David Dunn-Rankin

Most of us are embarrassed by the fiasco that is Florida’s unemployment system. During this crisis, people without an income to feed their family waited weeks and months to get their first unemployment check.

Some unfortunate people who initially received unemployment checks after weeks of trying then had checks inexplicably stopped. Despite months of phone calls and emails, the unemployment assistance still has not resumed.

When the shocking news of how Florida treats the temporarily unemployed came out, a friend said to me, “You know why that system is so messed up for the poor? The people in power in Tallahassee despise poor people.”

I thought that was harsh and said so. But as the damning details of Florida’s unemployment system continue to unfold, I may be slowly coming around.

He thinks our elected officials in Tallahassee made it miserably hard for the unemployed on purpose. Maybe he is right.

Florida’s unemployment system is antiquated and difficult to navigate. It feels like Tallahassee likes seeing people have a hard time collecting unemployment – just get a job, you bum. Is it hard to modernize the software that runs Florida’s unemployment system? No. Lots of other states have done it.

That condescending attitude of our political class in Tallahassee towards the unemployed is ignorant. Only 30 percent to 40 percent of all the unemployed in Florida are eligible for unemployment assistance.

People who quit their job are not eligible for unemployment in Florida. Employers are notified if ex-employees file for unemployment. If an employee voluntarily leaves the business, the business usually protests the unemployment claim, and the ex-employee usually loses. If the employee is fired for cause, they are not eligible for unemployment.

Generally, only if an employer is downsizing, or the employee is not a good fit and is let go, is the ex-employee eligible. They had a job, they want a job, but are temporarily unemployed.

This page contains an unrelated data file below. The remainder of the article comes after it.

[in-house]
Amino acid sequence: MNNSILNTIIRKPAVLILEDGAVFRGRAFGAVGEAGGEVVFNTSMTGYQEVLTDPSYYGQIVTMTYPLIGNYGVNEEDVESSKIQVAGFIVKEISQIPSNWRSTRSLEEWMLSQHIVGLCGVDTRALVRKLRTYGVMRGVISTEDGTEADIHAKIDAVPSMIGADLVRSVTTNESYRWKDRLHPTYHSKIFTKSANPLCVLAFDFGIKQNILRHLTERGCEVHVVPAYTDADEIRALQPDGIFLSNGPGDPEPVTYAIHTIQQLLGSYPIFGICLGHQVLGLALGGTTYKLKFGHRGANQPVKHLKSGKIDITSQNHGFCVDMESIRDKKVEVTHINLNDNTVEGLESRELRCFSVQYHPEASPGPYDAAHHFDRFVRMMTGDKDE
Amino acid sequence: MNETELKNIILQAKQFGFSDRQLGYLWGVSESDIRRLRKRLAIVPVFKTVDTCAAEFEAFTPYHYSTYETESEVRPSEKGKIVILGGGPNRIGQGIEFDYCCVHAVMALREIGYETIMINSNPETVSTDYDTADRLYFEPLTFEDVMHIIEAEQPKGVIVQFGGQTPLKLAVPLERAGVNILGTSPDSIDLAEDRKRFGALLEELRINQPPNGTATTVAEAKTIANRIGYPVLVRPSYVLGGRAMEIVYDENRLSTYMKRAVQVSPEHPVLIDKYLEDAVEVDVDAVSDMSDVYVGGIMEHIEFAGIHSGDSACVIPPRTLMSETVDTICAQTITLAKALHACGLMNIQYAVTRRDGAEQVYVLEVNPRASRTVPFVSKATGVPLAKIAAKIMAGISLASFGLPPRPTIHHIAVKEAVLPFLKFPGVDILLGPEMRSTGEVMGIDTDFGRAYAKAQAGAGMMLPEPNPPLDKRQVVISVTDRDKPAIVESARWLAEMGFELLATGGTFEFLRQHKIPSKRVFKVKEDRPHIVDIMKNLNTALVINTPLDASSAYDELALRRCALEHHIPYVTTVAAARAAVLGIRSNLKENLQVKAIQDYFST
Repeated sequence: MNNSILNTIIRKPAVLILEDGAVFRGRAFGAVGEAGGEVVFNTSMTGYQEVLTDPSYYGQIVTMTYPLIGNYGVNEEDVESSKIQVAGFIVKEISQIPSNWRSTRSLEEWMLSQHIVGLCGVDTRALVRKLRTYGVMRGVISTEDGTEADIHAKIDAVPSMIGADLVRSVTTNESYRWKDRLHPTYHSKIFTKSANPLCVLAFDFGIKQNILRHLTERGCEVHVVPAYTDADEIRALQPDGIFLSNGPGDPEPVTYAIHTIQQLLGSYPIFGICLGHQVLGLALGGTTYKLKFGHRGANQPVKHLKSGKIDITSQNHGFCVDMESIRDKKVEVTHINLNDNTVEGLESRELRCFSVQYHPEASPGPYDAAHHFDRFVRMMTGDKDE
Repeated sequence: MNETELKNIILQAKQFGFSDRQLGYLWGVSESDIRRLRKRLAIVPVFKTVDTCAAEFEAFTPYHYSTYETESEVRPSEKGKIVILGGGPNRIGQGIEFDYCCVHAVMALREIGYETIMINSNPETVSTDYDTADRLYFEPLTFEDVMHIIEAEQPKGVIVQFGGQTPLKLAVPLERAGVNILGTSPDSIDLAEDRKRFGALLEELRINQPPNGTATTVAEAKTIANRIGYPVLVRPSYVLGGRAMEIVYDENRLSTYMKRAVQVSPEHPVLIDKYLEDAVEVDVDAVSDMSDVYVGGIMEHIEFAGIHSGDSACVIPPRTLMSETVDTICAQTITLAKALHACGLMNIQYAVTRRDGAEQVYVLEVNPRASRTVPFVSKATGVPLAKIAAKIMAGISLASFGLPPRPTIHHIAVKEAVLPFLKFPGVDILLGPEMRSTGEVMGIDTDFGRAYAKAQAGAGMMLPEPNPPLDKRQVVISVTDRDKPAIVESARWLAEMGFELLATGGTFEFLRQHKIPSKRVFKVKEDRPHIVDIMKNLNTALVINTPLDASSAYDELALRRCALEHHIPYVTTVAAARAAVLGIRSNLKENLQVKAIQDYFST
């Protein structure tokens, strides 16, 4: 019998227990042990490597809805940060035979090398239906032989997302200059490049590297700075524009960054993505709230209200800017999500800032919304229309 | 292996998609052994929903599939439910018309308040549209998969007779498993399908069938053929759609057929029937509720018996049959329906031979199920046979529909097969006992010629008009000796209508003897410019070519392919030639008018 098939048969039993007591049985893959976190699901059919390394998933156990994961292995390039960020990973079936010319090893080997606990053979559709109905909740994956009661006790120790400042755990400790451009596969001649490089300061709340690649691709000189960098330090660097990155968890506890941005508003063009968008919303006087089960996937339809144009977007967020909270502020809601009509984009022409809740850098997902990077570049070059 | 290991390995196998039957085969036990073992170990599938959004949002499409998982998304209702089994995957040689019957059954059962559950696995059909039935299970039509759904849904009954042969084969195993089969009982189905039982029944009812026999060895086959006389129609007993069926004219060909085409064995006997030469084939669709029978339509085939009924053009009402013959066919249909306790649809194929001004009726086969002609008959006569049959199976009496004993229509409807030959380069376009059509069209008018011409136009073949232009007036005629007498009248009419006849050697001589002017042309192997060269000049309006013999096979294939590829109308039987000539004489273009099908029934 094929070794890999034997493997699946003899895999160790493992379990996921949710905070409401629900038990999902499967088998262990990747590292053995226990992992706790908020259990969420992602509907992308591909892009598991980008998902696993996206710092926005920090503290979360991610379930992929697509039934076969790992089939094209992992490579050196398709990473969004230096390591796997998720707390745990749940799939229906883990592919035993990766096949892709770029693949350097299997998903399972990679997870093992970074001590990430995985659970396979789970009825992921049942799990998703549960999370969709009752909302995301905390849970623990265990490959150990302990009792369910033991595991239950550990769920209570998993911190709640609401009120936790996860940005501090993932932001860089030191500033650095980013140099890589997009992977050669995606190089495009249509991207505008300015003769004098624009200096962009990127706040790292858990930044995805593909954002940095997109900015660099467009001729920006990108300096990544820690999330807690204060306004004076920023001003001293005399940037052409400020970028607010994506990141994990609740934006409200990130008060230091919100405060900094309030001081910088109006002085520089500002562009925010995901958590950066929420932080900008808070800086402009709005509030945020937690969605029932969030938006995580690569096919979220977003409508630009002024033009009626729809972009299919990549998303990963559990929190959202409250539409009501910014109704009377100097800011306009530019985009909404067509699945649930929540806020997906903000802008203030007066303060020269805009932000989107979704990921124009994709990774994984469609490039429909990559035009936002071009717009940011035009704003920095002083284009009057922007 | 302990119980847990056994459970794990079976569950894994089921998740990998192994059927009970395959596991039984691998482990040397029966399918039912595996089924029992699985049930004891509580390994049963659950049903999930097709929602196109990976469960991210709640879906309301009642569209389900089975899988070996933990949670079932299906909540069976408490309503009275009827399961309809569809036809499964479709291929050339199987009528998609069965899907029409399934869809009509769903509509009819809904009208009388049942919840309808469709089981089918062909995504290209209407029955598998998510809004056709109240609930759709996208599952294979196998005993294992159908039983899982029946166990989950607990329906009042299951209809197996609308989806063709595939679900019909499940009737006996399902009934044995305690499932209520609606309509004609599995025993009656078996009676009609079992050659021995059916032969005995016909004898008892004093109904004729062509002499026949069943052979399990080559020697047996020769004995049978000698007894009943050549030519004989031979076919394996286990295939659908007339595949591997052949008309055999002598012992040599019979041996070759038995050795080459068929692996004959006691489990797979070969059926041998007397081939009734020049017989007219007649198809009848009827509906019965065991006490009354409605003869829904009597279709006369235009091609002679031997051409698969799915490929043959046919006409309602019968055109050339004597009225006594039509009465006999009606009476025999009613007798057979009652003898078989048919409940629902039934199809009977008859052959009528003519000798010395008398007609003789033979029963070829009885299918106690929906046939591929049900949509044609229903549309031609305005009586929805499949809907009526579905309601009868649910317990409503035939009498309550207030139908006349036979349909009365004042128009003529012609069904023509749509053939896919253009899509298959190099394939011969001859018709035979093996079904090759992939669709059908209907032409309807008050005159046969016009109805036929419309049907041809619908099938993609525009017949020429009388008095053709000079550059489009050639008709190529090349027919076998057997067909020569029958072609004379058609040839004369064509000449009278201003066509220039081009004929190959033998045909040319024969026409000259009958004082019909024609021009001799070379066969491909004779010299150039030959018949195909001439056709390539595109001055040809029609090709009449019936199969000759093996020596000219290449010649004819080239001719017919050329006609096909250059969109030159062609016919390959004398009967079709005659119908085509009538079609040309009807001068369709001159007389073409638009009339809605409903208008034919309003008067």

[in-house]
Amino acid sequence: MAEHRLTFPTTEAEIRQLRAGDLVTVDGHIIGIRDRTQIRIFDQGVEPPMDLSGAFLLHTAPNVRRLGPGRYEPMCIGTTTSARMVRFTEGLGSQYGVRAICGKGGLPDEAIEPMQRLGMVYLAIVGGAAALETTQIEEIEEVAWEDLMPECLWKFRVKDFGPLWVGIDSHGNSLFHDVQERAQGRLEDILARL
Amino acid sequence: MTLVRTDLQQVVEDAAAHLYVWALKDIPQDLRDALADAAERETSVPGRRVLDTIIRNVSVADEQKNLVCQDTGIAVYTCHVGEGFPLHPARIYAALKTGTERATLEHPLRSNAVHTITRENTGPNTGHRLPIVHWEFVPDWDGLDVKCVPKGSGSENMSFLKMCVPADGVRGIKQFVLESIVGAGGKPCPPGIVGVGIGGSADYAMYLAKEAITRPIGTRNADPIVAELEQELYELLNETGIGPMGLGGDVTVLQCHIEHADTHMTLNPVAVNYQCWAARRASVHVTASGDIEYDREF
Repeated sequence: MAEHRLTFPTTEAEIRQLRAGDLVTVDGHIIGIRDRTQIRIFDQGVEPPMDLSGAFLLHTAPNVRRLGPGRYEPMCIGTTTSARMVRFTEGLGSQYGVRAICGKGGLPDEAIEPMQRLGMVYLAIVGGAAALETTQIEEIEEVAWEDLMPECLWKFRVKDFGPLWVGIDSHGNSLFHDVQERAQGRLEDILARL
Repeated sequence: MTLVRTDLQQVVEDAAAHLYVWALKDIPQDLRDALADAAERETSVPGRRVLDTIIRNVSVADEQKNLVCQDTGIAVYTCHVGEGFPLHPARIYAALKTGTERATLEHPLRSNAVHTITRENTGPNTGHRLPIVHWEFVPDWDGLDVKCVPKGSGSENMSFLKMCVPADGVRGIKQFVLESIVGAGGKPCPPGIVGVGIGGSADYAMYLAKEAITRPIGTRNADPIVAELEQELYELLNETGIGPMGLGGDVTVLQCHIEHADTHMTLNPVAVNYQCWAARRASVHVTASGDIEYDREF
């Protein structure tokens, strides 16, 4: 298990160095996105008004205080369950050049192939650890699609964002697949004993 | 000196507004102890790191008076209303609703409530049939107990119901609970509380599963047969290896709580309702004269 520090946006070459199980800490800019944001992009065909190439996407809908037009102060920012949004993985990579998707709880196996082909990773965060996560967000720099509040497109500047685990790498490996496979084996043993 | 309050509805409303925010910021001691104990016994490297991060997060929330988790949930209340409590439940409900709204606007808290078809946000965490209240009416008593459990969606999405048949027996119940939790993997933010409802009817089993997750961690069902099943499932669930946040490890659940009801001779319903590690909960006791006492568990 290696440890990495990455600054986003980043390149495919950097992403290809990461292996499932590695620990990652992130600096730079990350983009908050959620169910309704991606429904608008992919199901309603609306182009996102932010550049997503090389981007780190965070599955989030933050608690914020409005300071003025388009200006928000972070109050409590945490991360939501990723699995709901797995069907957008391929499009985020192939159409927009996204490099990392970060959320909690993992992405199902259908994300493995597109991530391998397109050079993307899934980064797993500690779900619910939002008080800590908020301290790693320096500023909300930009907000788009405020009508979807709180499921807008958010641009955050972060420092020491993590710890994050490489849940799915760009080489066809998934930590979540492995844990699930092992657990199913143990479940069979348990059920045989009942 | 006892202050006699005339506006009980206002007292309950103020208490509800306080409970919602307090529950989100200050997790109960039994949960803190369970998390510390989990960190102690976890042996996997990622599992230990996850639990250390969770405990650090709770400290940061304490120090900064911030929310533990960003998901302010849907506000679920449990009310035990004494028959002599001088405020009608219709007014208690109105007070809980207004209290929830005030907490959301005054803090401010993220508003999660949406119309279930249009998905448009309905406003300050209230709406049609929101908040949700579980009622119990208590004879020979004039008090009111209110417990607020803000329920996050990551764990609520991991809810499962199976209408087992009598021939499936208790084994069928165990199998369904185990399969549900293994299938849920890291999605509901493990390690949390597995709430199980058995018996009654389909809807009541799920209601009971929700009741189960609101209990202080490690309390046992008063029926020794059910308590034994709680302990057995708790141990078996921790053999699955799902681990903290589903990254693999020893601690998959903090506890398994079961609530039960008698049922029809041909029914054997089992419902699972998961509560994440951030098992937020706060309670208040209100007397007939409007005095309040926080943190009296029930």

These unfortunate people, who lost their jobs through no fault of their own, are not bums. The political class in Tallahassee should not be punishing them. Our public servants should be helping them bridge to a new job.

The people in power in Tallahassee also put on an act as if it is their money or the taxpayers’ money that supports unemployment. Neither is true. Your taxpayer dollars do not support the unemployed in Florida.

Every business in Florida pays into an insurance fund. In D-R Media’s case, we pay 2.7 percent of the first $7,000 on every employee, or about $189 per employee per year. Other businesses may pay more or less, based on their claims history.

We only contribute the modest $189 per employee per year to the fund, because the power structure in Tallahassee believes someone who is laid off work can support themselves on $275 a week while they look for a replacement job. If you were a theater lighting person making $60,000 with a mortgage, and two car payments, how long will it take you to find a similar job? How will you survive on $275 a week?

A much more thoughtful and nuanced system would be to pay people a sliding scale of 60 percent of their old income for 13 weeks, with a floor of $400 and a ceiling of $1,000 per week. That would ensure our people who truly want to work, and are laid off through no fault of their own, have a bridge to find a job without having their personal finances destroyed.

Perhaps D-R Media’s unemployment premiums would increase by $200 a year per employee under that system. That increase isn’t even a rounding error for most businesses. It’s just $1,000 a year for a five-person company.

Florida’s unemployment insurance is not for deadbeats. It is for workers who want to work but are temporarily without a job – generally through no fault of their own.

Whatever happened to giving a hand up without giving a handout? Why is the political class in Tallahassee making their life as miserable as possible?

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